Ramen (ラーメン)

Here I am. Drinking among the other twisted lonely drones after work; we’re still in our business suits at 9pm. I’m drinking my left over ramen broth…

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I have an uneasy, unpleasant feeling. Usually during my travel episodes, when I find myself eating alone, I gladly welcome a conversation from a local. I miss the expected unexpectedness and the uncertainty of it. It is sometimes informative, too. However, in Tokyo, if I were to desire such an interaction, it would be unhealthier than this salty calorie water I’m drinking.

The men here are much less interested in travelers. They people in general, are often simply afraid of such foreignness. I can’t blame them. I feel so out of place when I am walking through the madness of rush hour crossing the street; I see hundreds and hundreds of Japanese faces walk past me. I feel as if they share 99.99999999% of the same DNA; they speak the same language, like the same food, act the same way…or at least know how to act towards each other. Encounters with members of their tribe area very predictable. There’s a social script they all must follow…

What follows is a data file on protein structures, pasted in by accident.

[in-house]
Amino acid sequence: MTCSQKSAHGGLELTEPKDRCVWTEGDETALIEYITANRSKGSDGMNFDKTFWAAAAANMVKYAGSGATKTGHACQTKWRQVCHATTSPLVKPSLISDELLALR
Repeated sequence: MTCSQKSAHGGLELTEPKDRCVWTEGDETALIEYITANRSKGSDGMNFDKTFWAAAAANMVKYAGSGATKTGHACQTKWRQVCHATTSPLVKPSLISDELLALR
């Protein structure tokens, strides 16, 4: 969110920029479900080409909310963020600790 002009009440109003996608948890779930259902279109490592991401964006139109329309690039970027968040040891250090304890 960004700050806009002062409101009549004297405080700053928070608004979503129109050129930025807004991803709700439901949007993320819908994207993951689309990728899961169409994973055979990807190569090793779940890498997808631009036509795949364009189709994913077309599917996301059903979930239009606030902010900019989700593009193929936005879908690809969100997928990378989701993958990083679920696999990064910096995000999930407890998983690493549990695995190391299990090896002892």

The men are interested in young girls. Blonde, white skinned, young wrinkle-free girls. Girls that are young enough to be their daughters. However, if youre foreign, you will still spike their interest. After all, all foreign females are ready for sex at any moment, they think. They thrive on the inwardly upward tilted eyebrows of helplessness, the inward pointed toes and weak knees, the delicately clasped hands and big yearning eyes. It drives them crazy.

For me, to talk to such a Japanese man would be giving him hope for another chance to cheat on his angry housewife. But without having to go to キャバクラ (Kyabakura, which comes from ‘Cabaret’) and spend tens of thousands of yen to do so.

I dislike the culture in a way I wouldn’t have guessed.

At least the ramen is good.

 

(This post was written after some contemplation I had over an encounter with a married Japanese man, who had asked me to start a relationship with him, after he told me he was married and that his request is just part of the culture, a very natural common event in Japan. “Just because we are married doesn’t mean we are not interested in other people,”)

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